Best Answers to 5 Common Rhinoplasty Questions


To help you inform your potential plastic surgery patients on all there is to know about a rhinoplasty procedure before they agree to it, here are the best answers to a few of their most commonly asked questions.

We all want to put our best face forward to the world, and at the center of it all is the nose. Many patients who are unhappy with the size or shape of their noses experience feelings of being unattractive and endure issues of low self-esteem. Fortunately, we live in an age where rhinoplasty can save patients this pain and give them an entirely new look.

A nose job is one of the most common cosmetic procedures performed throughout the world. As a result, the vast numbers of patients considering rhinoplasty to correct their nose have a lot of questions. To help you inform your potential plastic surgery patients on all there is to know about a rhinoplasty procedure before they agree to it, I have addressed a few of their most commonly asked questions.

Q #1: When is the best time for rhinoplasty?

With any cosmetic procedure, it is crucial that the patient be old enough to thoroughly understand the procedure, as well as the potential risks and complications that can arise. Regardless of how “routine” a procedure has become, there are always risks.

It is also important that patients seeking out rhinoplasty have finished growing, as this is not a procedure recommended for children. Beyond these 2 constraints, there is no set age at which it is appropriate to have a rhinoplasty procedure; patients range in age from 15 to 50 years or older. The best time for a rhinoplasty is when the patient decides it is time for a change.

Q #2: How do I know what my nose will look like?

When consulting about a nose surgery, a patient and the performing surgeon should always discuss the end goals extensively. There are 2 major factors that contribute to the final results of a rhinoplasty: the skill of the surgeon and the patient’s existing nose structure.

Characteristics that are unique to each individual patient — including thickness of skin over the nose and interior nasal architecture — will affect the end results of each rhinoplasty procedure. Again, managing expectations and having realistic goals are extremely important aspects of the cosmetic surgery process.

Q #3: What happens during surgery?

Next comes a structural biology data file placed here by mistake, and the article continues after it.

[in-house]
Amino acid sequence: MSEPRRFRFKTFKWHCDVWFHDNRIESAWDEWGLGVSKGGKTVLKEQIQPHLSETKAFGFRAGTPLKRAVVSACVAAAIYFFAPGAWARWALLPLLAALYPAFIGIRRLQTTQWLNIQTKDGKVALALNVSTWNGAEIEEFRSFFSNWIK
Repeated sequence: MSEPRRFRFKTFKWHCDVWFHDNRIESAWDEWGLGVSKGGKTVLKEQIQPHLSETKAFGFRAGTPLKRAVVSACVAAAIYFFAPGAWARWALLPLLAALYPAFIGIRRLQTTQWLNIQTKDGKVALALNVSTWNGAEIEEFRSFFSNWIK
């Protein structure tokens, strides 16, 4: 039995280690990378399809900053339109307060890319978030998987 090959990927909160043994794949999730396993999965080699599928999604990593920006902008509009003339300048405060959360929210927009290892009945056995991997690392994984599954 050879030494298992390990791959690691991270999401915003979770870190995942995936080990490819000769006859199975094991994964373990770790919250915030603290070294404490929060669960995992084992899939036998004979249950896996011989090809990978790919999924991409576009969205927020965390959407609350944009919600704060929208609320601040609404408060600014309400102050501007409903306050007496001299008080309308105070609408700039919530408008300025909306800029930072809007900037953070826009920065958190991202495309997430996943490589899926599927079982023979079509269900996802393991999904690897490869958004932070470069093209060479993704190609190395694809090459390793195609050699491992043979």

Rhinoplasty is usually performed under general anesthesia in an operating room. To hide scarring, incisions are made inside the nose, and then the bone and cartilage are shaped to achieve the desired look. Often internal and/or external splints are used to support the new shape of the nose. The procedure takes 1-2 hours on average, depending on the surgeon’s technique.

Q #4: How long does it take to recover?

Following the procedure, patients will experience some swelling and/or bruising. Bruising usually resolves within 10 days of surgery, and the majority of the swelling will resolve itself completely in 3-6 weeks. However, full recovery can take as long as 12 months in some rare cases.

Q #5: Are there complications associated with this procedure?

With any surgical procedure, there is a risk of complications. However, rhinoplasty is no more risky than any other elective procedure. In a few rare cases, patients have experienced some numbing in the nasal tip, septal perforation, or cartilage warping. Again, these complications are few and far between.


The best way to fully inform your patient about a procedure is to be as honest as possible during the consultation and make the patient feel that they can ask any questions necessary. Peace of mind is the best asset for a patient to have when electing for a plastic surgery procedure.

Robert T. Grant, MD, MSc, FACS, is Chief of the combined Divisions of Plastic Surgery at New York-Presbyterian Hospital-Columbia University Medical Center and New York-Presbyterian Hospital-Weill Cornell Medical Center. He is also Associate Clinical Professor of Surgery in the College of Physicians and Surgeons at Columbia University and Adjunct Associate Professor of Clinical Surgery at Weill Cornell Medical College. For more information about Dr. Grant or to contact him, visit his website at

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